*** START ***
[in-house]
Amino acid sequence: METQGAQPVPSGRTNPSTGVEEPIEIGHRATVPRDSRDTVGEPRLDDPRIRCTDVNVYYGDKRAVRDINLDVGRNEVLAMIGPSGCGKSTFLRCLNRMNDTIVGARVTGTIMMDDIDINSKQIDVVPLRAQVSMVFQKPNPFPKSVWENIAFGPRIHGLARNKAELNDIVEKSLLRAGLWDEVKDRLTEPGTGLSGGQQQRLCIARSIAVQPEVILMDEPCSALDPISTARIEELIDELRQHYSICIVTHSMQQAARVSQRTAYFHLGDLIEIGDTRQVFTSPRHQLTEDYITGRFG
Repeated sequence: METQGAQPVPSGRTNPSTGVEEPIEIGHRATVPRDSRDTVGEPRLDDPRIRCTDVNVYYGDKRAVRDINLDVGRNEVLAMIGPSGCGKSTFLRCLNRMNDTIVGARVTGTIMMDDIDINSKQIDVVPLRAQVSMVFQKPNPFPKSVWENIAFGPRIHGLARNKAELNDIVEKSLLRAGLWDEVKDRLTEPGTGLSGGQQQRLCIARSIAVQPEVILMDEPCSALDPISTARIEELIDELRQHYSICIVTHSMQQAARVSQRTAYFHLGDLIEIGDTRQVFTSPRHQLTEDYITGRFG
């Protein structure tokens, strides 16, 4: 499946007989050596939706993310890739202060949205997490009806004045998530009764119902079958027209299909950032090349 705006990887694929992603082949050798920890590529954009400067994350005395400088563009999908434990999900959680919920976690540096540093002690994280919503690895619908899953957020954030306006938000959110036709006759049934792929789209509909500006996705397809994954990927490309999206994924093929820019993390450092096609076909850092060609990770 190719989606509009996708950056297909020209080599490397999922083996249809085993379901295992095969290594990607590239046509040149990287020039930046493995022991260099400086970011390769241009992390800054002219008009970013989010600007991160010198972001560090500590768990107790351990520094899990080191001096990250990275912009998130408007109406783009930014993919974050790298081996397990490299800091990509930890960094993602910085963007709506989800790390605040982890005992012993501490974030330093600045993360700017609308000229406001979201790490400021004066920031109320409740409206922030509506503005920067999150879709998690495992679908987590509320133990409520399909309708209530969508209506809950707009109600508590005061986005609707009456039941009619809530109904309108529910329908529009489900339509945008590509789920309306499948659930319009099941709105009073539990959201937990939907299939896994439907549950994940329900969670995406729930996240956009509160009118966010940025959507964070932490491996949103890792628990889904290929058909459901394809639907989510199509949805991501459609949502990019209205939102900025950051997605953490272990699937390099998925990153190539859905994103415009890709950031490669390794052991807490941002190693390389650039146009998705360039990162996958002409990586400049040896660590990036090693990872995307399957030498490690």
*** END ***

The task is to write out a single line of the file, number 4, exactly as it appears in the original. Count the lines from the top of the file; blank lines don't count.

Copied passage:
């Protein structure tokens, strides 16, 4: 499946007989050596939706993310890739202060949205997490009806004045998530009764119902079958027209299909950032090349 705006990887694929992603082949050798920890590529954009400067994350005395400088563009999908434990999900959680919920976690540096540093002690994280919503690895619908899953957020954030306006938000959110036709006759049934792929789209509909500006996705397809994954990927490309999206994924093929820019993390450092096609076909850092060609990770 190719989606509009996708950056297909020209080599490397999922083996249809085993379901295992095969290594990607590239046509040149990287020039930046493995022991260099400086970011390769241009992390800054002219008009970013989010600007991160010198972001560090500590768990107790351990520094899990080191001096990250990275912009998130408007109406783009930014993919974050790298081996397990490299800091990509930890960094993602910085963007709506989800790390605040982890005992012993501490974030330093600045993360700017609308000229406001979201790490400021004066920031109320409740409206922030509506503005920067999150879709998690495992679908987590509320133990409520399909309708209530969508209506809950707009109600508590005061986005609707009456039941009619809530109904309108529910329908529009489900339509945008590509789920309306499948659930319009099941709105009073539990959201937990939907299939896994439907549950994940329900969670995406729930996240956009509160009118966010940025959507964070932490491996949103890792628990889904290929058909459901394809639907989510199509949805991501459609949502990019209205939102900025950051997605953490272990699937390099998925990153190539859905994103415009890709950031490669390794052991807490941002190693390389650039146009998705360039990162996958002409990586400049040896660590990036090693990872995307399957030498490690």